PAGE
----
Avon, $7.99, ISBN 978-0-06-239105-6
Historical Romance, 2016
The clocks are all stopped at particular time in the home belonging to the Marquess of Marsden: it’s the time of his beloved wife’s passing while bringing Killian St John, Viscount Locksley, into this world. As you can imagine, the household is quite the morose one, and with the Marquess generally acting like he’s senile, Locke spends his days pouting over the fact that love can drive you this nuts when you lose the one you love, so no thanks. he’d never do that lovey-dovey thing ever.
When The Viscount and the Vixen opens, however, Locke discovers that his father has not been entirely barking mad. Marsden is aware that the clock is ticking and his son is not settling down to produce an heir anytime soon, and he’d be damned if he’d let the title and the properties that come with it go to the usual greedy, alcoholic cousin that every noble family in a romance novel has kept in the wings to get plots into motion. So what the man did was to purchase a bride behind Locke’s back. Mrs Portia Gadstone, a widow, is arriving that very afternoon, and Marsden fully intends to marry her and beget an heir himself. It will clearly be a pragmatic arrangement, he assures Locke, as he’d always love his wife and Portia understands that the marriage is strictly one for getting an heir, on his part, and financial security, on her part.
Fortunately, the father is actually scheming to have Locke marry Portia, so there is no messy daddy-son competition thing going on here.
But here is also where things get a bit iffy with me. First, Locke acts like he can’t fathom that a woman of his time would ever be in any situation where she has to marry or there is nothing else for her in this life. When Portia tells him that she wants financial security out of this whole thing, that makes her automatically a mercenary whore in his eyes. Why? What else can a noble-bred woman (which he thinks of her to be) do in that time? Run wild and do stupid things like those heroines in other historical romances? There is something off about this set-up – Locke’s prejudices when it comes to women like Portia only make sense if he’d been fleeced hard by a few women in the past – which he hasn’t – or he is naïve enough to believe that the behavior of those “I will only marry for love – nothing else, but in the meantime, I’d put out to the guy I like for free, rejecting him when he marries because he never says the L word to me!” dingbats in other historical romances is the “true” way to go.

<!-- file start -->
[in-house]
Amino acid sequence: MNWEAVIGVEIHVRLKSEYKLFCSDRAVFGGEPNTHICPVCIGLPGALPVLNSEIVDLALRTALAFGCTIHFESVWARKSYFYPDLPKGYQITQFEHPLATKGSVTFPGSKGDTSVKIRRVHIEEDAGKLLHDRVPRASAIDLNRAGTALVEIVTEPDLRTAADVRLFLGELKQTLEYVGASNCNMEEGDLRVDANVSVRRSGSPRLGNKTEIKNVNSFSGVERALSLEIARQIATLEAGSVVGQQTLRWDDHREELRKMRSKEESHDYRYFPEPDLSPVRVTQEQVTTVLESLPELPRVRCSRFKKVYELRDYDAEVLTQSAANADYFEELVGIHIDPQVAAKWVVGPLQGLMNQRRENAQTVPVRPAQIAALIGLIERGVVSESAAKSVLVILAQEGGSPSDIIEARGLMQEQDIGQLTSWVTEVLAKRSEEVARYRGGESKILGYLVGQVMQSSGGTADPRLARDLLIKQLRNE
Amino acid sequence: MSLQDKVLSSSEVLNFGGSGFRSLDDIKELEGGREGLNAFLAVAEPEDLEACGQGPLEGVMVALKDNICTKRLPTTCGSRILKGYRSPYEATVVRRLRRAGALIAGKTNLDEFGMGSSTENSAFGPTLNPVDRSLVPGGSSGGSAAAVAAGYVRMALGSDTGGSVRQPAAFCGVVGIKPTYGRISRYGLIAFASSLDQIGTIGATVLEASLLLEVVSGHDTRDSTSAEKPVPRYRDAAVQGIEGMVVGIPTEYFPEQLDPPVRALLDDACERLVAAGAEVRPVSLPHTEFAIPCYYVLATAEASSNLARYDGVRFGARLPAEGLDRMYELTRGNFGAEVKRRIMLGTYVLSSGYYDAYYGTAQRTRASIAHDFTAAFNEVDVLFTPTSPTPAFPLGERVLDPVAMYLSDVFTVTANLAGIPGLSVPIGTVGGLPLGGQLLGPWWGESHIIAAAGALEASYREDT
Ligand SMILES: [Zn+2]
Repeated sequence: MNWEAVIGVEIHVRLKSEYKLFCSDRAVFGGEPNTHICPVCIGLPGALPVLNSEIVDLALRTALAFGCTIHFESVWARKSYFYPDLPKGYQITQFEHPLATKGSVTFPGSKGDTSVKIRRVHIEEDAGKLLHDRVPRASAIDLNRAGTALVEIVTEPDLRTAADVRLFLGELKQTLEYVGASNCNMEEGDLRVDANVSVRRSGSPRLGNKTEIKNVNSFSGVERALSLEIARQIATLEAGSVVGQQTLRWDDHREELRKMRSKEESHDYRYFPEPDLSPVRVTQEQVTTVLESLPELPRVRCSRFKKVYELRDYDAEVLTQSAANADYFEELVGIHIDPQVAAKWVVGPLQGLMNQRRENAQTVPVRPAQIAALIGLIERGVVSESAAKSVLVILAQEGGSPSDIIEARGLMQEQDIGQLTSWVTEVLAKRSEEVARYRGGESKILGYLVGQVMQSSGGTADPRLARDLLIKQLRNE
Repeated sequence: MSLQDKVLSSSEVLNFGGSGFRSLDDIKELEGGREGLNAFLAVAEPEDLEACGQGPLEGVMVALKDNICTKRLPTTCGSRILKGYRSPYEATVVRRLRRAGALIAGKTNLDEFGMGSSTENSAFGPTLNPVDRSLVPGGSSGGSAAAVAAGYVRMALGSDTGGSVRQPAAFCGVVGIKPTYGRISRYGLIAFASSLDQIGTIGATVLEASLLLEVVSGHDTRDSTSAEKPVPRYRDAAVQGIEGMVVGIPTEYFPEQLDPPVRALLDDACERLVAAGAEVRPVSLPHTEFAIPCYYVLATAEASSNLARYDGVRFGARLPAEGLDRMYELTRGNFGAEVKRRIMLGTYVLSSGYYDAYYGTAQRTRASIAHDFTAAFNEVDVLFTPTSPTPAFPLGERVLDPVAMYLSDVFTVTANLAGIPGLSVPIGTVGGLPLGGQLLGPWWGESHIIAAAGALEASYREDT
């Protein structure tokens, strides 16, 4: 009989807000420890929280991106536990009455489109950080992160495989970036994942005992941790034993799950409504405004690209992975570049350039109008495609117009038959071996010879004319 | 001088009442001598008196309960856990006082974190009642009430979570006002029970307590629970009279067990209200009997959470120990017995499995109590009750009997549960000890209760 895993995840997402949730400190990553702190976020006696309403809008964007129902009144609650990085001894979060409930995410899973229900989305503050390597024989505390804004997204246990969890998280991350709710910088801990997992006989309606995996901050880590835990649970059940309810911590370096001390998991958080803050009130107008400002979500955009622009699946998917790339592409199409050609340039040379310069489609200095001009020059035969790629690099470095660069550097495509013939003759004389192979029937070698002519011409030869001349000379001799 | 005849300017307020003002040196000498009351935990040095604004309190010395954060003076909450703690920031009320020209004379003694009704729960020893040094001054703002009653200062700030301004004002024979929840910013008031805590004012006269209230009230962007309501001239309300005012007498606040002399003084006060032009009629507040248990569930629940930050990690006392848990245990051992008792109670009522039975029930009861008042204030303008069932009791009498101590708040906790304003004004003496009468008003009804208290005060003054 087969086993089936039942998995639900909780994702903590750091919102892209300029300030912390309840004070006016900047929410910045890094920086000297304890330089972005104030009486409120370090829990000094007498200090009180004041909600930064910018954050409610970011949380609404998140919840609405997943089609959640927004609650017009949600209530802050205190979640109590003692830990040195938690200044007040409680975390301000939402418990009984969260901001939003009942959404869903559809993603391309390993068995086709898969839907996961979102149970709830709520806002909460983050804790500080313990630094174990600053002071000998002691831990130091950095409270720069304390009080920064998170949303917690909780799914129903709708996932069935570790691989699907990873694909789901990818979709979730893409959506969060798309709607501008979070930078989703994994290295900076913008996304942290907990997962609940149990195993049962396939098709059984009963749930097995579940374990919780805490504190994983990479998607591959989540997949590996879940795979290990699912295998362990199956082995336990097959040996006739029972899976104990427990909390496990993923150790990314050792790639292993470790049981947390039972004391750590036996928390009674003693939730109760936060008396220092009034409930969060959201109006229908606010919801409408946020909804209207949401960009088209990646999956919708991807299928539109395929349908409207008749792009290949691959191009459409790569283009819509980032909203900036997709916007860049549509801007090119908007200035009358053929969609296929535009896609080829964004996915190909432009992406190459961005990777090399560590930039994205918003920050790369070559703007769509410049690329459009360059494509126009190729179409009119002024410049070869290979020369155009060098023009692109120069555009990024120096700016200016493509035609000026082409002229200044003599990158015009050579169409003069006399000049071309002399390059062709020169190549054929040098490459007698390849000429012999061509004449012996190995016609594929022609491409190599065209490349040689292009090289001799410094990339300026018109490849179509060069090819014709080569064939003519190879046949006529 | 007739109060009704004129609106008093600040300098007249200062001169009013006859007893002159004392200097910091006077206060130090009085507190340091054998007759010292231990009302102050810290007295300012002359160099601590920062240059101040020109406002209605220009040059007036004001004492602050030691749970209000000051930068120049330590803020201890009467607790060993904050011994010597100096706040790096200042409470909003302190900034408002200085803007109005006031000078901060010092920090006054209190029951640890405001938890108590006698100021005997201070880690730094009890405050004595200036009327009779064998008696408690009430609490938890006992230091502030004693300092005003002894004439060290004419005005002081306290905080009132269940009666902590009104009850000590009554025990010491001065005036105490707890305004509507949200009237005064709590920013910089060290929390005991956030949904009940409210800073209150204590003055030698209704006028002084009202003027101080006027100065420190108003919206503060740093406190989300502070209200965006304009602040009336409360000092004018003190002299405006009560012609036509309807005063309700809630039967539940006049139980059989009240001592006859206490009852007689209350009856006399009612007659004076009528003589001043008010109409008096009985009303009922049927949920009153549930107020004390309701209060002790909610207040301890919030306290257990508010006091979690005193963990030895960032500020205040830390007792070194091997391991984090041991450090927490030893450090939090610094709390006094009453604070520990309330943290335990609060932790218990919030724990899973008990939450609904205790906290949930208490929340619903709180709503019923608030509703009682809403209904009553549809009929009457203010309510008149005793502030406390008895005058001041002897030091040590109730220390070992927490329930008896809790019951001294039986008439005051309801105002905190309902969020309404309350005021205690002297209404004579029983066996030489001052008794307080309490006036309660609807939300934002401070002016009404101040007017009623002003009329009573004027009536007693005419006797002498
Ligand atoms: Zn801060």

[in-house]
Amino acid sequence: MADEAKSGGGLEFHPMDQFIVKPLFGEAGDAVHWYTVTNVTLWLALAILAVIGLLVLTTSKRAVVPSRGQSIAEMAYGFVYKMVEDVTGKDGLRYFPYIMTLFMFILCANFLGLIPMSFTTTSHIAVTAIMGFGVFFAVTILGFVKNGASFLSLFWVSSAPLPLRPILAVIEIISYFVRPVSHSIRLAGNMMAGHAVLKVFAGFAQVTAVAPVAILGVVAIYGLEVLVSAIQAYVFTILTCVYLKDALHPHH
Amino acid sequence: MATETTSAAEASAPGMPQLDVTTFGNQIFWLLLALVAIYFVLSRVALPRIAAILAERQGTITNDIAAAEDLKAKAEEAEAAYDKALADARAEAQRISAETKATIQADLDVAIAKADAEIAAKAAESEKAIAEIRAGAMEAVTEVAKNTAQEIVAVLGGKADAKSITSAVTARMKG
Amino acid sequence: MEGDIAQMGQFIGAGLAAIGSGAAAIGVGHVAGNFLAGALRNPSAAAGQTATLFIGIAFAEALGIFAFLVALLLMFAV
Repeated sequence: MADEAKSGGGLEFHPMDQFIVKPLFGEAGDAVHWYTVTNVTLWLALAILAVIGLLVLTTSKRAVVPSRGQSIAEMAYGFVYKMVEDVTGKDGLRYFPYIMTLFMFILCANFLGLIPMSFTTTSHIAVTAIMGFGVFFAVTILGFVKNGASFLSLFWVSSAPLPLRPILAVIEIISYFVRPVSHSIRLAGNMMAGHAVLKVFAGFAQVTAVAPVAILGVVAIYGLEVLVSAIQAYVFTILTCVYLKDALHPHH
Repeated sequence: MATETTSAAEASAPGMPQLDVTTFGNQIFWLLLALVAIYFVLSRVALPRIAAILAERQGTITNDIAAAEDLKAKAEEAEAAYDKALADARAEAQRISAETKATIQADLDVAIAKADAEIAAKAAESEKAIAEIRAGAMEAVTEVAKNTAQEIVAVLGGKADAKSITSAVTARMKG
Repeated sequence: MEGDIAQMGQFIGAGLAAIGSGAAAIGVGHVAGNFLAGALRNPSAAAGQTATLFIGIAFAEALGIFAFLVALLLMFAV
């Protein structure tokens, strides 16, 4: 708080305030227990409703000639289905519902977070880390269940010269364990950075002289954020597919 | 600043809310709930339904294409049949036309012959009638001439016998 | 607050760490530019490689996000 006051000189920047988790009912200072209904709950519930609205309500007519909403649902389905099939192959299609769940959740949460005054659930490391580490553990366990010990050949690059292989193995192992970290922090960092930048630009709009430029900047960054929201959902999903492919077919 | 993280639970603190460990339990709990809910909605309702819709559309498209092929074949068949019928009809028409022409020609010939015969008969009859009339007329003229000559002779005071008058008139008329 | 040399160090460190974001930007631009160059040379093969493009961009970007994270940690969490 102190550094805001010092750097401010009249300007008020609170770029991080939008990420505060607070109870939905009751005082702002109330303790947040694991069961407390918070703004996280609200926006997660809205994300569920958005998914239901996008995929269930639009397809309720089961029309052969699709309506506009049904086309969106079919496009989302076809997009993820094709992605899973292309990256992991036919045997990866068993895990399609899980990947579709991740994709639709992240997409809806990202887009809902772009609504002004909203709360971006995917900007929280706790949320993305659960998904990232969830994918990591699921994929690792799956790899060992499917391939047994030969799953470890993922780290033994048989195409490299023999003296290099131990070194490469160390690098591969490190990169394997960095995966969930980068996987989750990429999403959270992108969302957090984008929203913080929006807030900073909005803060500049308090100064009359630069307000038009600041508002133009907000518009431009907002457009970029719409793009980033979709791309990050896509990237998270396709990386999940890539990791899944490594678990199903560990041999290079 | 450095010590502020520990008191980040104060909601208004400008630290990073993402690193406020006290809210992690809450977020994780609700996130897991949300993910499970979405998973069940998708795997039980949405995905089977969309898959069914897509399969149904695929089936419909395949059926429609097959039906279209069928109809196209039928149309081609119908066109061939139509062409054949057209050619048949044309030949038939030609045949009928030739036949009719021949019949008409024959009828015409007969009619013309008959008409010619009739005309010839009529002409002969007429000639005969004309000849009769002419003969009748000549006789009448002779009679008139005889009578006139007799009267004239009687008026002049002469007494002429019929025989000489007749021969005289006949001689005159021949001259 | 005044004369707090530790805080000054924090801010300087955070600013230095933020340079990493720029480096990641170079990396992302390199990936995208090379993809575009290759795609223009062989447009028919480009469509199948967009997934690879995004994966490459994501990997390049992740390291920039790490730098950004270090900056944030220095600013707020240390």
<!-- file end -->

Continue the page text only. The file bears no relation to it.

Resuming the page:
Still, I put aside my reservations about Locke when the author proceeds to deliver some beautiful, even haunting quiet scenes that build up the intimacy between Locke and Portia. On a good day, the author can create scenes that sing, Here, the author balances melodrama and more down to earth emotions very well, and this is one story where the middle third is easily the strongest and most emotionally satisfying part of the story. Portia is a standard damsel with secrets and Locke’s motivations and emotions are often all over the place in his inconsistencies, but when these two are together, they work very well as two damaged people connecting and falling in love.
And then comes the denouement as her secrets are dragged out. This is when the story goes straight into tired old “Hello There, We’ve Been through This Many Times Already!” territory. As you can guess, he starts treating her like she’s the whore that whored all the whores in the whoredom of whores, and she’s like, oh, I’ve lost him and I really must pack my bags and leave now, boo-hoo-hoo, even if it puts me even more into trouble, because I must prove to him that I’m actually a self-sacrificing martyr rather than a whore. Seriously, sweetheart, can’t there be a middle ground between the martyr flinging herself off a cliff and a whore being treated by the hero like she’s his personal commode?
Sure, these may be overplayed developments, but they won’t be so bad if they fit into the context of the story. But Locke spends all the time suspecting that Portia has mercenary reasons to want to marry her father, and he also suspects that she is hiding something. So why does he act like a wronged party here? He’s the one who pushes Portia into a relationship – in fact, he’s the one who gives her no choice but to accept his kiss when she’s supposed to marry his father, and then when it’s over, he naturally accuses her of being that kind of woman – he’s the one who pushes to know her secrets, and when he gets what he wants, it’s time to treat the wife like she’s a whore. Yes, that’s the word he uses – he argues that he has all the right to treat her like a whore since she’s, in his eyes, one. Locke really comes off here like a spoiled child who doesn’t know what he wants, and when he doesn’t like what he gets, he lashes out hard and doesn’t care whom he hurts along the way.
And when he finally decides that he’d go right back and tup the wife after all, it’s her turn to go, “No! No! You must divorce me, because I don’t deserve you anymore!” Oh, she’s such an imbecile, but then again, romance heroines, so whoop be doo.
The unusual premise, all wasted on the played out boring late third. I could have wept if I were a less jaded reader, I tell you. That late act negates all character growth in the middle third, turning the characters back into stock Avon historical romance clichés, so I suppose this is just another day in the life of a romance reader where this book is concerned. A pity. For a while, I was thinking that this book could have been something more – so much more.